Bei dieser Ausgabe der Veranstaltungsreihe werden wir uns auf den Exzellenzcluster konzentrieren: Integrative Computational Design and Construction for Architecture (IntCDC) der Universität Stuttgart sowie auf Forschungsgruppen der Universität Tübingen mit den Schwerpunkten Geowissenschaften, Klima- und Nachhaltigkeitsforschung.
Aufgrund der COVID-19-Beschränkungen wird der Workshop online (Zoom) abgehalten. Wenn Sie teilnehmen möchten, registrieren Sie sich bitte hier.
|14:05 – 14:15||
Prof. Achim Menges
Institute for Computational Design and Construction, University of Stuttgart, IntCDC
Title: Introduction to IntCDC
Abstract: The vision of the Cluster of Excellence Integrative Computational Design and Construction for Architecture (IntCDC) is to harness the full potential of digital technologies in order to rethink design, fabrication and construction based on integration and interdisciplinarity, with the goal of enabling game-changing innovation in the building sector as it can only occur through highly integrative fundamental research in an interdisciplinary, large-scale research undertaking.
|14:15 – 14:35||
Prof. Dr.-Ing Cristina Tarín
Institute for System Dynamics, University of Stuttgart, IntCDC
Title: Co-Design for Architecture, Engineering and Construction using Bipartite Graphs
Abstract: The architecture, engineering and construction (AEC) industry consists of several players from different domains. They usually work in a sequential process, which is slow, costly and problems are identified in late stages. Co-design helps to identify and predict problems in early stages throughout different domains such that the design, engineering, manufacturing and construction process can be improved. We present an approach to enable co-design using bipartite graphs, which are capable to integrate expert knowledge, physical models and machine learning models from different domains. The different models form a computational network, which allows e.g. the architect to automatically analyze the feasibility of manufacturing a design.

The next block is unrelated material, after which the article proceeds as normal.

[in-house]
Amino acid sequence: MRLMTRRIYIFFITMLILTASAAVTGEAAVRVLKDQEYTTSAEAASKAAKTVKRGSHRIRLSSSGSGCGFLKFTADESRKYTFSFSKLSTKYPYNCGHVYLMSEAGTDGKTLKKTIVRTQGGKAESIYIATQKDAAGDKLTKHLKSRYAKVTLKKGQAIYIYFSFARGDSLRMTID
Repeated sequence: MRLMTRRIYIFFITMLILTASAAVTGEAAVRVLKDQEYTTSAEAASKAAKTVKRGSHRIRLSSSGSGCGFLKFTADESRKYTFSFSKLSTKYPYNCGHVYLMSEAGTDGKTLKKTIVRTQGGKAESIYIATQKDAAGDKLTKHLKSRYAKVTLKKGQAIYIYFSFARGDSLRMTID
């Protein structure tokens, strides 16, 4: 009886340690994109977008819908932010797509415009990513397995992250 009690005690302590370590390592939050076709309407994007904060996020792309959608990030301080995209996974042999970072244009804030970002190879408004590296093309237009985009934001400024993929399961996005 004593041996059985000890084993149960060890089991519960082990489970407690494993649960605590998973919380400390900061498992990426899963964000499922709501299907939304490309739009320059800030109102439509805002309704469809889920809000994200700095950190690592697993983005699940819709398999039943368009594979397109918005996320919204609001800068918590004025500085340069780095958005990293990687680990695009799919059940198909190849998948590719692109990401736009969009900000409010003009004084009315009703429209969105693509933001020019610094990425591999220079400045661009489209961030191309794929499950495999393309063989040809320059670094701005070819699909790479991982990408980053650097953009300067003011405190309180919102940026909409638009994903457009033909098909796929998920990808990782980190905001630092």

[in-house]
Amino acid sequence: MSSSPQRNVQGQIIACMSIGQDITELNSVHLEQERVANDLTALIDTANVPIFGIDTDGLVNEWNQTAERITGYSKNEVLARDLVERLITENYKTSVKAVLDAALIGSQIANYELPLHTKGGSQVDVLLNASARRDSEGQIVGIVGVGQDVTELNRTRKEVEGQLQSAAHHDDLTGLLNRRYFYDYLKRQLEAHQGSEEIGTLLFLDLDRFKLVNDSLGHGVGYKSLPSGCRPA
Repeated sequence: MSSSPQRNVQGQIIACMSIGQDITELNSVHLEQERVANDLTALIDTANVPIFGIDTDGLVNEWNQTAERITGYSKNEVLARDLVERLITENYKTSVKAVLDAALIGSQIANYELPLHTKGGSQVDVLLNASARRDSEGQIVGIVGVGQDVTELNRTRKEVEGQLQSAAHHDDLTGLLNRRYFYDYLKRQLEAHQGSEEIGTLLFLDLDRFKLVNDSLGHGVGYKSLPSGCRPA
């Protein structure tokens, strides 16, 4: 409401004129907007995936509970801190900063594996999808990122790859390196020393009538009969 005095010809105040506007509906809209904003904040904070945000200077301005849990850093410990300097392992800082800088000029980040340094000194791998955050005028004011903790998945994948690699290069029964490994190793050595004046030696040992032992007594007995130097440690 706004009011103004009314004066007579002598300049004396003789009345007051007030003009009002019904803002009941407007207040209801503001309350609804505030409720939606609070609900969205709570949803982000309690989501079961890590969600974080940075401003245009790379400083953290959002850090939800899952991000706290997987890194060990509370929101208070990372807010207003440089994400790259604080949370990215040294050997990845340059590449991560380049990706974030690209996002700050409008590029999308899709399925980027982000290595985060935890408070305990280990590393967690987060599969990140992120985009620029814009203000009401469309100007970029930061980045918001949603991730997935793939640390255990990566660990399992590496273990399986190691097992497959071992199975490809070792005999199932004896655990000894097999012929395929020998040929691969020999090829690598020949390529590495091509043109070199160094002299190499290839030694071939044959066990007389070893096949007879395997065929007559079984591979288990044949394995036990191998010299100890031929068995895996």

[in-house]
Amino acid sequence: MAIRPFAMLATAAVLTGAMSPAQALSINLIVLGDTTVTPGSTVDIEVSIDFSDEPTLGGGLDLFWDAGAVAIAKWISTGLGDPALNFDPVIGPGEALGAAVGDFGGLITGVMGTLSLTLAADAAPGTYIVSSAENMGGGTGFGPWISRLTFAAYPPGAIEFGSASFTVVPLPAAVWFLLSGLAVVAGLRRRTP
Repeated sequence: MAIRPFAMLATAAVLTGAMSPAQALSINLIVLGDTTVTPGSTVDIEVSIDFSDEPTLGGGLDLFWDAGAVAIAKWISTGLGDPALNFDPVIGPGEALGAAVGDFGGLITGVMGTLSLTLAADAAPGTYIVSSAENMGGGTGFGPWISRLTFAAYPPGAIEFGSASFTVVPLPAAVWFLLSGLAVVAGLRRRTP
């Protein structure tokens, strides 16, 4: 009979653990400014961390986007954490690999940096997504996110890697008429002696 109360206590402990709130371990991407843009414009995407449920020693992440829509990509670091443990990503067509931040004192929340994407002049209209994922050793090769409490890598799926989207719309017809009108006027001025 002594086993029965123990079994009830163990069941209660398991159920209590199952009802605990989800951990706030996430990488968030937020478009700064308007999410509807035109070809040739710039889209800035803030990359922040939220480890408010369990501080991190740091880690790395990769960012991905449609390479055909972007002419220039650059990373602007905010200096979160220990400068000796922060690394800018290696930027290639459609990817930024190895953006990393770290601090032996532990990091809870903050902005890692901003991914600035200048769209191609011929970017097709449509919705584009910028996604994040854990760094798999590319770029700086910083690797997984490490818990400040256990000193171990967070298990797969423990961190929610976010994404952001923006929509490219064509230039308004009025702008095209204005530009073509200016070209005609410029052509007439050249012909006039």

|14:35 – 14:55||
Prof. Dr.-Ing. Peter Middendorf
Institute of Aircraft Design, University of Stuttgart, IntCDC
Title: Data-driven approaches for fiber composites technologies and simulation
Abstract: Fibre composites for lightweight and wide-span architecture applications are one research area within IntCDC. The technology focus is laid here on freeform winding using collaborative robotics and the respective winding path is generated in a co-design approach. Whilst this is a collaborative effort from a group of IntCDC PIs, there is also a growing activity of supporting data-driven approaches at the Institute of Aircraft Design to make use of various sensor data along the process chain of a composite structure and thus to overcome limitations of classical modelling and simulation techniques.
|14:55 – 15:15||
Tenure-Track Prof. Dr. Thomas Wortmann
Chair for Computing in Architecture, Institute for Computational Design and Construction, University of Stuttgart, IntCDC
Title: AI for AEC